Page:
Extramedullary plasmacytoma of the liver is a rare tumour, only two cases of which have been reported so far. A third case arising in a 22 year old woman, who presented with abdominal pain and enlargement of the liver, is described. Ultrasound and a computed tomography scan showed a solitary hepatic mass, 12 cm diameter, involving both lobes of the liver. Serum immunoelectrophoresis revealed an IgG kappa monoclonal gammopathy. Histologically, the tumour was composed of mature plasma cells with mild atypia. The plasma cells infiltrated the liver parenchyma and showed kappa light chain restriction. The monoclonal nature of the tumour was also demonstrated by PCR amplification of the immunoglobulin heavy chain genes. There was no evidence of bone involvement and repeated bone marrow aspirates and biopsy specimens were normal. The patient was treated with eight courses of chemotherapy. One year after diagnosis, the patient is well, the size of the tumour has decreased and the paraproteinaemia has disappeared.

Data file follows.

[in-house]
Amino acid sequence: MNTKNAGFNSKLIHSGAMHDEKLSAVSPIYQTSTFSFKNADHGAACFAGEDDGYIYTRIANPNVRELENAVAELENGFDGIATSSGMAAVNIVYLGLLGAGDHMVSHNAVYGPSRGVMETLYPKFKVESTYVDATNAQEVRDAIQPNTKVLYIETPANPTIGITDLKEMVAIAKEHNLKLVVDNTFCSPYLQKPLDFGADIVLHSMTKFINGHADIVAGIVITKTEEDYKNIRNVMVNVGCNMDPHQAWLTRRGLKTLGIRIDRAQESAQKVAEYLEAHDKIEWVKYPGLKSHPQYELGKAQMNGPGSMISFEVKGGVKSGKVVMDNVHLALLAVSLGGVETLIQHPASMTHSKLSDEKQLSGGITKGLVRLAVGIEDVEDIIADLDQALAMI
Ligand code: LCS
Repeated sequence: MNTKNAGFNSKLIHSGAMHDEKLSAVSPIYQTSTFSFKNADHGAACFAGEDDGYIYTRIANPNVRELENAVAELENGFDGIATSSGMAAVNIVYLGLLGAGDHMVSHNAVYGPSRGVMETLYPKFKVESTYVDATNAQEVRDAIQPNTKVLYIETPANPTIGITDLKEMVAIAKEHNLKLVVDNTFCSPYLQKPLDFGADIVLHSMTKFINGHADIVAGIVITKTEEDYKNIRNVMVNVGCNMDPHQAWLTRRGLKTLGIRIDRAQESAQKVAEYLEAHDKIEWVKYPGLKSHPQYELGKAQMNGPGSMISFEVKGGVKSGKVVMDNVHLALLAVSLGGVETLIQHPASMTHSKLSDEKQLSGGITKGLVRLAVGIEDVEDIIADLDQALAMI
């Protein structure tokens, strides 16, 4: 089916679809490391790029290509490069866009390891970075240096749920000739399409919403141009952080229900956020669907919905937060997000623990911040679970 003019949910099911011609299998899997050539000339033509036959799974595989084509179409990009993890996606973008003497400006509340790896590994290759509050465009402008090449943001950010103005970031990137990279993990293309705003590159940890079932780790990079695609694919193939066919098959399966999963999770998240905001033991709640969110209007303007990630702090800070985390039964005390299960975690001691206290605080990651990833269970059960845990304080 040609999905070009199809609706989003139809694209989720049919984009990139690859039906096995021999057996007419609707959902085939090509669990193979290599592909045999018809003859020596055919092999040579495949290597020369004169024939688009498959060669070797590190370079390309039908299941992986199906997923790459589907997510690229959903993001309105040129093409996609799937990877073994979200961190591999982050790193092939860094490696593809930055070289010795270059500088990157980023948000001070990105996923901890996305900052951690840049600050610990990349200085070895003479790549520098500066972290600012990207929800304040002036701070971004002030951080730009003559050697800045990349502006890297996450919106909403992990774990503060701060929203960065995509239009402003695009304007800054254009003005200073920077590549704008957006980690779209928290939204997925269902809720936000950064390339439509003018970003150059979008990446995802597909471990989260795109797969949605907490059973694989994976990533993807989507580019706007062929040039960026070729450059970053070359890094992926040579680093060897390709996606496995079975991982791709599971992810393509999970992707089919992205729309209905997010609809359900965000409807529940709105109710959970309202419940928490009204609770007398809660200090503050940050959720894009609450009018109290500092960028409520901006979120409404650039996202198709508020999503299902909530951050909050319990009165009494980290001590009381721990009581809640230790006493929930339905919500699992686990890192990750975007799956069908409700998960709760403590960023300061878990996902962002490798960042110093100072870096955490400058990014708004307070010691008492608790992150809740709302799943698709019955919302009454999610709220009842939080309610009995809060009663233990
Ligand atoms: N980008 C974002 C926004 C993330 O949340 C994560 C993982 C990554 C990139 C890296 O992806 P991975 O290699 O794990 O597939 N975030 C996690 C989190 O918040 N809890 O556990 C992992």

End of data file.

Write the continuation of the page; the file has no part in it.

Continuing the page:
Immune responsiveness to phosphorylcholine (PC) in BALB/c mice has been characterized by combining (a) usuage of highly sensitive radioimmunoassays for quantitation of antibody, heavy-chain class, and idiotype on a weight basis; (b) isolation of PC-specific B cells in fragment cultures; and (c) stimulation in a carrier-primed environment with the PC hapten coupled to carrier through a tripeptide spacer in order to maximize carrier recognition. The specificity and accuracy of the radioimmunoassays have veen verified by specific inhibition, lack of nonspecific binding, and excellent concordance of values for monoclonal antibody concentration obtained independently for Fab and idiotype content. The latter evidence also serves as strong confirmation of the monoclonality of in vitro monofocal responses as well as the preservation of the idiotype on antibodies of differing immunoglobulin classes. The results indicate that while B cells expressing the TEPC 15 idiotype predominate, other idiotypes may be represented by 2-50% of PC-specific precursors, and monoclonal antibodies even of the TEPC 15 idiotype are produced in both the IgM and IgG1 immunoglobulin classes. These findings are confirmed by the analysis of serum antibodies produced in carrier-primed mice immunized with hapten coupled through a tripeptide spacer, thus re-emphasizint the enhancement of primary responsiveness, particularly IgG1 production, by maximizing carrier recognition. The finding of idiotype diversity in the PC response, as well as diversity of expression in terms of quantity and immunoglobulin class of antibody synthesized by the clonal progeny of B cells within the TEPC 15 clonotype, emphasize the heterogeneity of the B-cell population both in terms of specificity repertoire and the physiological state of cells even within a single clonotype.